This is the first report of tool-using behaviour in a wild brown bear (Ursus arctos). Whereas the use of tools is comparatively common among primates and has also been documented in several species of birds, fishes and invertebrates, tool-using behaviours have so far been observed in only four species of non-primate mammal. The observation was made and photographed while studying the behaviour of a subadult brown bear in south-eastern Alaska. The animal repeatedly picked up barnacle-encrusted rocks in shallow water, manipulated and re-oriented them in its forepaws, and used them to rub its neck and muzzle. The behaviour probably served to relieve irritated skin or to remove food-remains from the fur. Bears habitually rub against stationary objects and overturn rocks and boulders during foraging and such rubbing behaviour could have been transferred to a freely movable object to classify as tool-use. The bear exhibited considerable motor skills when manipulating the rocks, which clearly shows that these animals possess the advanced motor learning necessary for tool-use. Advanced spatial cognition and motor skills for object manipulation during feeding and tool-use provide a possible explanation for why bears have the largest brains relative to body size of all carnivores. Systematic research into the cognitive abilities of bears, both in captivity and in the wild, is clearly warranted to fully understand their motor-learning skills and physical intelligence related to tool-use and other object manipulation tasks.

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User comments : 20

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clarkjeff
4.5 / 5 (8) Mar 07, 2012
A ranger at a national park claimed that it is challenging to design a bear-proof trash can that most humans can open. The smartest bears have more mechanical aptitude than some of the least clever humans. The bears are also more highly motivated to get things out of the trash can than many tourists are to get their debris in.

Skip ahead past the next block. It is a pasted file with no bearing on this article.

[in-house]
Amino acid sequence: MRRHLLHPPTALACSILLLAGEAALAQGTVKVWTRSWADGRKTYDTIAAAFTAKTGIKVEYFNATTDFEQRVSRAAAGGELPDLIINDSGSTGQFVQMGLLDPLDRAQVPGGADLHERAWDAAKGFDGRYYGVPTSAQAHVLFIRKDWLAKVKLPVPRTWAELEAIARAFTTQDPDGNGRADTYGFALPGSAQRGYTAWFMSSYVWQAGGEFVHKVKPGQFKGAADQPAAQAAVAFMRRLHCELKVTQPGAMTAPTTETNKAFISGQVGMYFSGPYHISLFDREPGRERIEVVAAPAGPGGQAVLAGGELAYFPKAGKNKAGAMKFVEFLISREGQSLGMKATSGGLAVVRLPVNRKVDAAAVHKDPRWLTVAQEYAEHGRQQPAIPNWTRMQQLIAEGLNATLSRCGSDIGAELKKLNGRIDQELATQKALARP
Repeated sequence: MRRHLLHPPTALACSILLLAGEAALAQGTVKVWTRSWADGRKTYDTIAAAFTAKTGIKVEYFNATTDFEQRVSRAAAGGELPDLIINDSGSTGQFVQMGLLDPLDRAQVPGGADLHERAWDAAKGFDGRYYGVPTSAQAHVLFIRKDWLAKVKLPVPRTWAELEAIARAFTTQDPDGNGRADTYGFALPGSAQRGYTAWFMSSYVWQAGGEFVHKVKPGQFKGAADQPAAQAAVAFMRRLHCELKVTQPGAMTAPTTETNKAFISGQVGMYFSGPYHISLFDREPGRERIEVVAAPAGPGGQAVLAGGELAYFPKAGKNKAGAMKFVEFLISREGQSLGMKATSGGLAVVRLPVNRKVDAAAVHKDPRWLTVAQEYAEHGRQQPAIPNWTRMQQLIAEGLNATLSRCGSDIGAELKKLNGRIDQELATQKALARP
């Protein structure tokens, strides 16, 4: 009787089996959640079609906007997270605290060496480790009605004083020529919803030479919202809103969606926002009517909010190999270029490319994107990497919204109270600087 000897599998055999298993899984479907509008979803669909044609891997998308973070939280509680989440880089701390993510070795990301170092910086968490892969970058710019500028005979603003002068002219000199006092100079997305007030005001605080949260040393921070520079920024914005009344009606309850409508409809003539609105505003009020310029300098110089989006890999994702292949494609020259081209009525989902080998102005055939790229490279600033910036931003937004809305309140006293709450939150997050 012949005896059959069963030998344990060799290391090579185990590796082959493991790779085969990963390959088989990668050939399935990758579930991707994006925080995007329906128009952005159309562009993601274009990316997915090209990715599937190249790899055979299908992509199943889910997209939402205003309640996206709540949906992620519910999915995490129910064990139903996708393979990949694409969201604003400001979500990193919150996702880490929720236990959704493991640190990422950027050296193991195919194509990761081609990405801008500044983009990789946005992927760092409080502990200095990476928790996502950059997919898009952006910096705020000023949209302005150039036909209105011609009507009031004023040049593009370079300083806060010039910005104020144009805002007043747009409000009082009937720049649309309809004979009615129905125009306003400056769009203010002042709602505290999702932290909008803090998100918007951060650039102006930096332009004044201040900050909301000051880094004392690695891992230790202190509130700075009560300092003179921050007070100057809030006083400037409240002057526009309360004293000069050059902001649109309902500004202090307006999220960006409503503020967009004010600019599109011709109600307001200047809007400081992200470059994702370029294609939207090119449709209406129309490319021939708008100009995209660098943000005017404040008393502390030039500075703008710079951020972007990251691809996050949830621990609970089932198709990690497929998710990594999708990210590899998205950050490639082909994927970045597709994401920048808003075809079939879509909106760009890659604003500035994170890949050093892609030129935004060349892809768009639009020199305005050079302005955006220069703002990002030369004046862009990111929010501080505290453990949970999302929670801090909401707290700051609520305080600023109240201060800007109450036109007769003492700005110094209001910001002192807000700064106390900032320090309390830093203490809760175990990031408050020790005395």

Birger
5 / 5 (2) Mar 07, 2012
It is fortunate they do not have opposable thumbs to help them pick locks on doors.
Modernmystic
3.7 / 5 (6) Mar 07, 2012
FTA:
This is actually rather odd because bears have the largest brains for their body size of all carnivores


Brown bears, like most bears, are omnivores. Anyone who lives around them and actually knows anything about them knows this obvious fact...

Secondly bottlenose dolphins, who actually ARE carnivores, have a higher body to brain ratio than any bear you care to name, and they also use tools...

One wonders why you'd keep reading the article with such blatant mistakes and false premises in the initial paragraph.

...and are thought to be rather clever, though mostly through anecdotal evidence.


People who live around these things know they're good at getting into places with food, but it's because when fully grown they are stupendously strong...not because they pick locks. They're not known for being particularly clever, but just insanely aggressive (especially sows with cubs).
antialias_physorg
5 / 5 (4) Mar 07, 2012
This is actually rather odd because bears have the largest brains for their body size of all carnivores